At first glance you may not notice everything this photo has to offer. Most people would focus on the AC unit in the window, um, hole in the wall. It is a long story, as it should be -- after all, it was a very long home inspection.
The "structure" on the right is one of three (very) illegal additions to this house. It was build directly onto a thin slab poured onto the back yard. The slab was very cracked, so its foundation may not have been the best. It is also sinking. It would not have supported patio furniture, much less a two-story addition!
You can tell that this addition has bee here a while by the double layer of shingles. I don't think the shingles were very old though. The huge amount of caulking all along the edge at the top seemed pretty fresh.
The roof rafters were merely nailed to the original house and run directly from their attachment almost 17' to the rear wall of the addition. They are only 2"x6" rafters, though, and sag greatly in the middle.
The soffit vents don't really ventilate the roof space. They are only on one side. There are none on the other side or the ends of the roof. And nothing to vent air upward and out.
Apparently this sagging caused the original drywall to crack and fall off, so it was replaced with more flexible Masonite sheets. Looking through gaps in those sheets it is obvious that there is no insulation up there. The lack of insulation and ventilation will cook roof shingles. Well, another shingle layer solved that problem!
This, and the two other additions, were to convert this formerly three bedroom, two-level house into two separate apartments which now feature -- count 'em -- 14 bedrooms! They simply removed the stair case and, presto, chango, two separate apartments! With two "complete" kitchens too! There weren't three "kitchens" because one addition is really only a small garden shed, kind of attached to the house. They kind of attached it so a (2'x3') hole (trap door) could be cut from it into the main structure. This gives the third "addition" two doors - house access and a private one to the outdoors! That "addition" was rented separately, you should know. I could offer another blog just on its features...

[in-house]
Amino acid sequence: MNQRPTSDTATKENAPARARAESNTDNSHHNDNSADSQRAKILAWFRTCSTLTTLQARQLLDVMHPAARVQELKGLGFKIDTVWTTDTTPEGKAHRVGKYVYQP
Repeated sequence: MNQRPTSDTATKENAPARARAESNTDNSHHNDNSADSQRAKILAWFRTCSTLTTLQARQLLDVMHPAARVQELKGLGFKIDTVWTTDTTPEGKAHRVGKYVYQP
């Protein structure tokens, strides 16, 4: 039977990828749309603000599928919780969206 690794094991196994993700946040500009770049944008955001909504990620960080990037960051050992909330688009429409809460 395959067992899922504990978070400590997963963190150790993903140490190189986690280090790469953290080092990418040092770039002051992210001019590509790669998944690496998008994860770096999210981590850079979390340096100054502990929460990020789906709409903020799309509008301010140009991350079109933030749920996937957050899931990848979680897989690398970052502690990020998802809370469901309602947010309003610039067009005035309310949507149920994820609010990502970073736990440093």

But, back to the photo above! Other things you may not have noticed:
- Water had been getting in where the new roof attaches to the original one, so they covered it with a piece of sheet metal. The end facing you is drywall.
- There isn't much incline on that roof, so it continues to leak, kind of all over, despite two fine layers of shingles.
- The shingles were installed by a 9 year old, I think, give or take two years.
- The gutter inclines toward the right of the picture, not to the left. You might think that is not so good, except to the left there is no downspout so it couldn't drain that way anyway. Yes, it is wearing out that wall, and leaking inside too, but paint every 10 years or so will solve that.
- Primer, we don't need no stinkin' primer...
- It is hard to see, but the addition is not only sinking. It is racking to the right. That A.C. unit is not really resting any longer on the convenient 2x4 support nailed into the wall.
- Yes, it's leaking into the room also.
- Since the hole is somewhat larger than the A.C. unit, the wall is carefully sealed, as you can see. The gaps on the inside are filled with Styrofoam and twisted paper towels.
- Since the original AC compressor no longer services the upper apartment, each room has a similar window, I mean, wall unit to the one you see here! And just as cleverly installed.
- That's probably fine since the windows have been painted so many times over the years that they don't open any more anyway.
- The window, I mean wall, I mean hole A.C. unit you see here plugs into a two-prong wall outlet. It has a three-prong plug, so they cut that pesky grounding prong off so that rascal could plug in! It's probably okay though because it plugs into what I think was the old refrigerator outlet, so maybe the outlet was wired for an appliance anyway. And electrical tape holds that baby solidly onto the wall too!
- Where the fridge used to be is a "laundry room" now, so adding an A.C. unit can't hurt much. The "kitchen" is elsewhere anyway.
Okay, a lot of this was said tongue in cheek. But it's all true! You have to understand, I see this kind of stuff almost every day. This house is very typical of so many foreclosures I am called to inspect. This post could be 300 pages long with other photos from this house. I chose this photo because a picture is worth so much! And I haven't even discussed the electrical, plumbing, structural, HVAC, fire code, roof, mold, or appliance issues! My client pulled a Monte Python and "ran awaaay, ran awaaay!"
Fortunately for me she didn't ask for a report. I would still be working on it!
My recommendation: When you buy a foreclosure, get an inspection...
Jay Markanich Real Estate Inspections, LLC
Based in Bristow, serving all of Northern Virginia.
Office (703) 330-6388 Cell (703) 585-7560